PMCID: PMC3052853  PMID: 20844478
cognitive control; schizophrenia; cognition; disorganization; prefrontal cortex; executive functioning; schizophrenia/antipsychotics; cognition; imaging, clinical, or preclinical; neurophysiology; cognitive control; anterior cingulated; prefrontal cortex; high risk; DLPFC
13.  Gamma Oscillatory Power is Impaired During Cognitive Control Independent of Medication Status in First-Episode Schizophrenia 
Neuropsychopharmacology  2010;35(13):2590-2599.
Schizophrenia is characterized by impaired cognitive control associated with prefrontal cortex dysfunction, but the underlying pathophysioloical mechanisms remain unknown. Higher cognitive processes are associated with cortical oscillations in the gamma range, which are also impaired in chronic schizophrenia. We tested whether cognitive control-related gamma deficits are observed in first-episode patients, and whether they are associated with antipsychotic medication exposure. Fifty-three first-episode schizophrenia patients (21 without antipsychotic medication treatment) and 29 healthy control subjects underwent electroencephalography (EEG) during performance of a preparatory cognitive control task (preparing to overcome prepotency or POP task). The first-episode schizophrenia patient group was impaired (relative to the control group) on task performance and on delay-period gamma power at each of the three subgroups of frontal electrodes. The unmedicated patient subgroup was similarly impaired compared with controls, and was not different on these measures compared with the medicated patient subgroup. In contrast, delay-period theta power was not impaired in the full patient group nor in the unmedicated patient subgroup. Impaired cognitive control-related gamma cortical oscillatory activity is present at the first psychotic episode in schizophrenia, and is independent of medication status. This suggests that altered local circuit function supporting high-frequency oscillatory activity in prefrontal cortex ensembles may serve as the pathophysiological substrate of cognitive control deficits in schizophrenia.
PMCID: PMC3055567  PMID: 20827271
schizophrenia; gamma oscillations; cognitive control; first episode; prefrontal cortex; psychiatry & behavioral sciences; cognition; schizophrenia / antipsychotics; neurophysiology; schizophrenia; gamma oscillations; prefrontal cortex; cognitive contro; first-episode
14.  Cognitive Control Deficits in Schizophrenia: Mechanisms and Meaning 
Although schizophrenia is an illness that has been historically characterized by the presence of positive symptomatology, decades of research highlight the importance of cognitive deficits in this disorder. This review proposes that the theoretical model of cognitive control, which is based on contemporary cognitive neuroscience, provides a unifying theory for the cognitive and neural abnormalities underlying higher cognitive dysfunction in schizophrenia. To support this model, we outline converging evidence from multiple modalities (eg, structural and functional neuroimaging, pharmacological data, and animal models) and samples (eg, clinical high risk, genetic high risk, first episode, and chronic subjects) to emphasize how dysfunction in cognitive control mechanisms supported by the prefrontal cortex contribute to the pathophysiology of higher cognitive deficits in schizophrenia. Our model provides a theoretical link between cellular abnormalities (eg, reductions in dentritic spines, interneuronal dysfunction), functional disturbances in local circuit function (eg, gamma abnormalities), altered inter-regional cortical connectivity, a range of higher cognitive deficits, and symptom presentation (eg, disorganization) in the disorder. Finally, we discuss recent advances in the neuropharmacology of cognition and how they can inform a targeted approach to the development of effective therapies for this disabling aspect of schizophrenia.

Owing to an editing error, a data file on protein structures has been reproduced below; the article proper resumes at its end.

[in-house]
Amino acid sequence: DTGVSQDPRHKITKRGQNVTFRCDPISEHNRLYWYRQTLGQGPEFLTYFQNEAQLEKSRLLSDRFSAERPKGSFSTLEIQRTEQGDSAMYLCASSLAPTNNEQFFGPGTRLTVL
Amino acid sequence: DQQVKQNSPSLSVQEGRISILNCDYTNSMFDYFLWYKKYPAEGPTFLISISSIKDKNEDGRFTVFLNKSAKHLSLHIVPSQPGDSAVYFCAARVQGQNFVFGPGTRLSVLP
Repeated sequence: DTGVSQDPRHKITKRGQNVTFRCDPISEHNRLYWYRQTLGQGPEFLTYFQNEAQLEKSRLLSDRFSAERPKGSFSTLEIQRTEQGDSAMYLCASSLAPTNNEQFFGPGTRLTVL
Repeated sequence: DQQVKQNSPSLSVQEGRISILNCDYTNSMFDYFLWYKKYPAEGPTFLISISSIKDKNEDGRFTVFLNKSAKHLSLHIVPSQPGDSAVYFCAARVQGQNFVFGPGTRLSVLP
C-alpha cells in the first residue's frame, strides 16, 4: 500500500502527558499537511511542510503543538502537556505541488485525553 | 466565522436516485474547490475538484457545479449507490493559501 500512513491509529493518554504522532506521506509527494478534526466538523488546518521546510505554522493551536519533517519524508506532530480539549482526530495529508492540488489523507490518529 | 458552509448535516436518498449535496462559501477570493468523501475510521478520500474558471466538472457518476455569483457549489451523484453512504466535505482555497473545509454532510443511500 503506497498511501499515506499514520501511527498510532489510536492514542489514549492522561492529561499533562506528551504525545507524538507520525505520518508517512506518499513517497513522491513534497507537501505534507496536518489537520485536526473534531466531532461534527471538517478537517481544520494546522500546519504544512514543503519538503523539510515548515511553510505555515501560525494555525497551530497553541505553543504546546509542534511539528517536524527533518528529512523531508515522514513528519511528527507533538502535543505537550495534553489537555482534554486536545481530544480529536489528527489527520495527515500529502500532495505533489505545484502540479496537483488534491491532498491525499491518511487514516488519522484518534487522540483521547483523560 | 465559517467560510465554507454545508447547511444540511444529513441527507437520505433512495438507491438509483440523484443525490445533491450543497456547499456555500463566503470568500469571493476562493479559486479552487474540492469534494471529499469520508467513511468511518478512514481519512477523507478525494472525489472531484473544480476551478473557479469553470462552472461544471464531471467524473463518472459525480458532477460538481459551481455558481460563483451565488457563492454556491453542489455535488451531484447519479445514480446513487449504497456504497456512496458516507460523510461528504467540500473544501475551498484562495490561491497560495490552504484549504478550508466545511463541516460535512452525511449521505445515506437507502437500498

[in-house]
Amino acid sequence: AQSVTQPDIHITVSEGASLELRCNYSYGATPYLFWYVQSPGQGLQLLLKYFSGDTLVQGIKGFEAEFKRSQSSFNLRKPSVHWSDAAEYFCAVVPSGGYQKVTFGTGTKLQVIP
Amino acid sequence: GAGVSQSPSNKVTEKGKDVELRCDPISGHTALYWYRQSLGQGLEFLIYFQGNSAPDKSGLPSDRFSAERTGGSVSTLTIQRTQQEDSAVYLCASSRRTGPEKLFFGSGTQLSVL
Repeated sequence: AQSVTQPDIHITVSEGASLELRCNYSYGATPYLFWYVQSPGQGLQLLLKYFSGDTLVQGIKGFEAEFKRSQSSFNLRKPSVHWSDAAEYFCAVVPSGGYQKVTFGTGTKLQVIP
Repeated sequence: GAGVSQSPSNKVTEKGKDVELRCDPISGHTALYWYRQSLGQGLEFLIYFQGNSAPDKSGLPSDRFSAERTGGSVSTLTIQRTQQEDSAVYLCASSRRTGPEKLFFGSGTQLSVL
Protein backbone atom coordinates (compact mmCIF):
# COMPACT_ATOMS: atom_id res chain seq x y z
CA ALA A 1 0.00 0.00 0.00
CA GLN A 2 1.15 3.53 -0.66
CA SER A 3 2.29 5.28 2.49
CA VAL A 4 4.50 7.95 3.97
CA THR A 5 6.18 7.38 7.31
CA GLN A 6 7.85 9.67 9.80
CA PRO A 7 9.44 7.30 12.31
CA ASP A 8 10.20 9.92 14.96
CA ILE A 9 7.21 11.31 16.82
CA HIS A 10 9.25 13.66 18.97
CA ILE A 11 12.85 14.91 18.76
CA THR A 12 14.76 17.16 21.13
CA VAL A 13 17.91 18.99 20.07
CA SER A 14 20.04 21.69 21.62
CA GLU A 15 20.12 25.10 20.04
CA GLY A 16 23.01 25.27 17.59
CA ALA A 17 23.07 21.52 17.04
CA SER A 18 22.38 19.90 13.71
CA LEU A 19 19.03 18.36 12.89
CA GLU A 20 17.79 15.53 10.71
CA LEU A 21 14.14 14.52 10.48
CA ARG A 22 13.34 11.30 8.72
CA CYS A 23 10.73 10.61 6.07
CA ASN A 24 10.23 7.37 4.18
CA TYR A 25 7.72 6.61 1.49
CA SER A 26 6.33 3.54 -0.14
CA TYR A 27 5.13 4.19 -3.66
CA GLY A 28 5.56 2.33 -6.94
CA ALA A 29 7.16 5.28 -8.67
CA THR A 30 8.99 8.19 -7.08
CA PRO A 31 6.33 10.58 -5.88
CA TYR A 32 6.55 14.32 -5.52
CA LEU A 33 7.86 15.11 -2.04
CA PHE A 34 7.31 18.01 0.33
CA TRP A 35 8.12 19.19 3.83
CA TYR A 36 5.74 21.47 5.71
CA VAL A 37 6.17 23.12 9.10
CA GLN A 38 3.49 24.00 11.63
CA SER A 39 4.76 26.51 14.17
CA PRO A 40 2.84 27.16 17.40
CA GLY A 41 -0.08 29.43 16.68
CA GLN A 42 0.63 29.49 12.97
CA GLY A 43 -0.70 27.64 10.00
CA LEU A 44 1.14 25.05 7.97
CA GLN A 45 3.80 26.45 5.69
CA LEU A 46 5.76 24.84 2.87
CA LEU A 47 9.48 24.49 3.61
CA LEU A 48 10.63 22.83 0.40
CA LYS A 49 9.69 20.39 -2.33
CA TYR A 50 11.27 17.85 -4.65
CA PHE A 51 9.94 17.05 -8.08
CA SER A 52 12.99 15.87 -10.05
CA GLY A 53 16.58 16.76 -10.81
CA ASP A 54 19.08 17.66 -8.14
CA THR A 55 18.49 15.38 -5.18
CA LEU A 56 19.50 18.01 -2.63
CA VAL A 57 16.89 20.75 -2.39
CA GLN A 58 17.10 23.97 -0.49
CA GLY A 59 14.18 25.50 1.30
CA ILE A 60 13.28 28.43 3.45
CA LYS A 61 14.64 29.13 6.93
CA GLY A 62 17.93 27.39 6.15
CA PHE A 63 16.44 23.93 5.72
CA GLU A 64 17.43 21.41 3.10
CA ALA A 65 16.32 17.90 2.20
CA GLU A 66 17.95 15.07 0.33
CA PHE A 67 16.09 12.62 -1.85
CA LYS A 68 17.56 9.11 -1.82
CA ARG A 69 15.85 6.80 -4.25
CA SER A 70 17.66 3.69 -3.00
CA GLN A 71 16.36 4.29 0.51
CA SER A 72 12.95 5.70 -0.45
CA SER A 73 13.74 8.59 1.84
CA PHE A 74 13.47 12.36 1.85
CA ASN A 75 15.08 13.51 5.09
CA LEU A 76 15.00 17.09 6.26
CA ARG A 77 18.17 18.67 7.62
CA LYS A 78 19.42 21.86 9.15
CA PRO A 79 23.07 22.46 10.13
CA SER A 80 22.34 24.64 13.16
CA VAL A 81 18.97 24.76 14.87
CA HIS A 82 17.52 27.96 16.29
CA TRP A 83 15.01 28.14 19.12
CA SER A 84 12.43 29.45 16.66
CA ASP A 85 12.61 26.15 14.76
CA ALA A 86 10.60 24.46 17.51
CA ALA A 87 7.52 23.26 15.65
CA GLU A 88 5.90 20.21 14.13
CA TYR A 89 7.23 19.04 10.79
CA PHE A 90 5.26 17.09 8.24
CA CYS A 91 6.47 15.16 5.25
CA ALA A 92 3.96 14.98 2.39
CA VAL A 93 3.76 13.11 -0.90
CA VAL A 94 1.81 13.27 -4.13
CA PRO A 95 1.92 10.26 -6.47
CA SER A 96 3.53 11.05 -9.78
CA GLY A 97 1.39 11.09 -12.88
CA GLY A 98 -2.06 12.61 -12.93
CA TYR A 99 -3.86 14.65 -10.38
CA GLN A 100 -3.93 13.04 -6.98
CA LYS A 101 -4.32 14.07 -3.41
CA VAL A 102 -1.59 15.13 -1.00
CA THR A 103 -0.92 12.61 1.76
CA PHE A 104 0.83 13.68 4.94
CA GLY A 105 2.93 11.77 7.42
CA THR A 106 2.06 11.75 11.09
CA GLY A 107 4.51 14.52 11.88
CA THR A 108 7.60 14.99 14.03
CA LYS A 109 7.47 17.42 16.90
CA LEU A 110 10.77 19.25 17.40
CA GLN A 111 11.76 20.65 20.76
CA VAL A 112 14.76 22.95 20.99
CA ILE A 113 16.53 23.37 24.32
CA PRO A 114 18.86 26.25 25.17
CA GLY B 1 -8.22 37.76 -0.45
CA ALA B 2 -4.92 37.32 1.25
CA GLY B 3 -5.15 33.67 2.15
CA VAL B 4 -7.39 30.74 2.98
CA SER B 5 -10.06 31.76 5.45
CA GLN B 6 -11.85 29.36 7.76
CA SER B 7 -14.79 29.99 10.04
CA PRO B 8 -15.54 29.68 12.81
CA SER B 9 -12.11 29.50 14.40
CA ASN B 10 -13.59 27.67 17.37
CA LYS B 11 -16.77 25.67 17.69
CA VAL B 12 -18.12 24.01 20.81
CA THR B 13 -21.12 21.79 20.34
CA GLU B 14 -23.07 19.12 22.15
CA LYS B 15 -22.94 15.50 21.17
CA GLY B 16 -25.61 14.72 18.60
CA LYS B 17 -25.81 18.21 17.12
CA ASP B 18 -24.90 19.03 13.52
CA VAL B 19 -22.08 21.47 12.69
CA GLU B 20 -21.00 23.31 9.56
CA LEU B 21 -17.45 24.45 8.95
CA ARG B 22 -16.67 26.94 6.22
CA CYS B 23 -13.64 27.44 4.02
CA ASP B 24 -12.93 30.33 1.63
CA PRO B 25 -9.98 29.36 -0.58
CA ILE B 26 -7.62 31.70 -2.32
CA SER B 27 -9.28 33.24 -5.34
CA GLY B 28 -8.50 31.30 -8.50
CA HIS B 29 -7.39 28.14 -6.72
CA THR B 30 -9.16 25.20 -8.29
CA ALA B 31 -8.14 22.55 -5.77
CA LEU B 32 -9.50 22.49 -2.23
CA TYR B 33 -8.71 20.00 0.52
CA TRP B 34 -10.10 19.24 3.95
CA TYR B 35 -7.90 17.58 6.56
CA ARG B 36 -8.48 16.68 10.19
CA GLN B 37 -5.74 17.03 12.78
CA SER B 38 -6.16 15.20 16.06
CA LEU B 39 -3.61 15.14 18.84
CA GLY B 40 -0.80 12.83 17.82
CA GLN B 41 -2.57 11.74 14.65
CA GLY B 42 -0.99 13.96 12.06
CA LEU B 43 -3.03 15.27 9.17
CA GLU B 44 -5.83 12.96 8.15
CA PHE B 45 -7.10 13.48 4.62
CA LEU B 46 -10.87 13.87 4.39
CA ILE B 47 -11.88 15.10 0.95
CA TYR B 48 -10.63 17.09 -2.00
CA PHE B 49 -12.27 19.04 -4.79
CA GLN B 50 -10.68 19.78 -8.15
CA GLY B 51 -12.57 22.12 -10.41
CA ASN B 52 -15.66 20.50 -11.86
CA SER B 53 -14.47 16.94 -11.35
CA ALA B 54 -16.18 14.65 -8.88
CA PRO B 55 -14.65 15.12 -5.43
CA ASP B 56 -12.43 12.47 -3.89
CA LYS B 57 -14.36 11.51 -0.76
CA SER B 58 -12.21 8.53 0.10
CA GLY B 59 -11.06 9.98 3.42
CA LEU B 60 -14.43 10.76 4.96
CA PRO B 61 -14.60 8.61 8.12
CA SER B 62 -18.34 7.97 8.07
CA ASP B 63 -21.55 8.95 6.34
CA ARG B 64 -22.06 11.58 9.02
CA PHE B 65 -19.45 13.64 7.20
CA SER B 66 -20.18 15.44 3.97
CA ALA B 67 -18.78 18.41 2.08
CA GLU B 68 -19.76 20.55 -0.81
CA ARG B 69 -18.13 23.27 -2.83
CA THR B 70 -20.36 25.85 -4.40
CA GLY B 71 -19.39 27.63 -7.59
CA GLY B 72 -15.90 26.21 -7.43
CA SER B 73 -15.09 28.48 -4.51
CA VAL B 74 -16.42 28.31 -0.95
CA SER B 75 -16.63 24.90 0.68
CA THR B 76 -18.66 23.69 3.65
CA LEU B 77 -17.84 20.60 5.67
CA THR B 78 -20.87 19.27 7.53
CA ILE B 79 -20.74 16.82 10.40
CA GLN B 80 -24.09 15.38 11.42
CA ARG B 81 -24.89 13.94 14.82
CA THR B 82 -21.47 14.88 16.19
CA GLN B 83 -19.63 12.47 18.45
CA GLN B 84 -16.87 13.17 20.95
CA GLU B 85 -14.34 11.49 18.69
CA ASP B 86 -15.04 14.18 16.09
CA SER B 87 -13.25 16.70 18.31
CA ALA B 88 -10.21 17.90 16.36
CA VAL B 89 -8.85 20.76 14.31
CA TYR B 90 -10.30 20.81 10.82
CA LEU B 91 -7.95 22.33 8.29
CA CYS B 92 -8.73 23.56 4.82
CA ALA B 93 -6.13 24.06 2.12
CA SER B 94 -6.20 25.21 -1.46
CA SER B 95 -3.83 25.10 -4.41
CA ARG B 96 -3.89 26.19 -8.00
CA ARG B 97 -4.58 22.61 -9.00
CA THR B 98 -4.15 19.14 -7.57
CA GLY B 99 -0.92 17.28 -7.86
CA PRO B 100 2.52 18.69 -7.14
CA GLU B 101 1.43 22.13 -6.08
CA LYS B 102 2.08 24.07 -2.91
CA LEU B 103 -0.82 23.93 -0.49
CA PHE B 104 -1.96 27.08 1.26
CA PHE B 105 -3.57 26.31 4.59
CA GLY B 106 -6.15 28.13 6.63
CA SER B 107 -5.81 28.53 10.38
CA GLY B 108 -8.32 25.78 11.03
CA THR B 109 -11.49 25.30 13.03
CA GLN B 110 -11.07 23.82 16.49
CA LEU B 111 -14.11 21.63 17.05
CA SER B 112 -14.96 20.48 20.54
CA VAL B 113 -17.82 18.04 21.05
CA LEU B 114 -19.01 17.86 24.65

PMCID: PMC3052853  PMID: 20844478
cognitive control; schizophrenia; cognition; disorganization; prefrontal cortex; executive functioning
15.  Broader Visual Orientation Tuning in Patients with Schizophrenia 
Reduced gamma-aminobutyric acid (GABA) levels in cerebral cortex are thought to contribute to information processing deficits in patients with schizophrenia (SZ), and we have previously reported lower in vivo GABA levels in the visual cortex of patients with SZ. GABA-mediated inhibition plays a role in sharpening orientation tuning of visual cortical neurons. Therefore, we predicted that tuning for visual stimulus orientation would be wider in SZ. We measured orientation tuning with a psychophysical procedure in which subjects performed a target detection task of a low-contrast oriented grating, following adaptation to a high-contrast grating. Contrast detection thresholds were determined for a range of adapter–target orientation offsets. For both SZ and healthy controls, contrast thresholds decreased as orientation offset increased, suggesting that this tuning curve reflects the selectivity of visual cortical neurons for stimulus orientation. After accounting for generalized deficits in task performance in SZ, there was no difference between patients and controls for detection of target stimuli having either the same orientation as the adapter or orientations far from the adapter. However, patients’ thresholds were significantly higher for intermediate adapter–target offsets. In addition, the mean width parameter of a Gaussian fit to the psychophysical orientation tuning curves was significantly larger for the patient group. We also present preliminary data relating visual cortical GABA levels, as measured with magnetic resonance spectroscopy, and orientation tuning width. These results suggest that our finding of broader orientation tuning in SZ may be due to diminished visual cortical GABA levels.
PMCID: PMC3208208  PMID: 22069385
schizophrenia; visual perception; GABA; MRS; psychophysics; tuning
16.  Modafinil modulation of the default mode network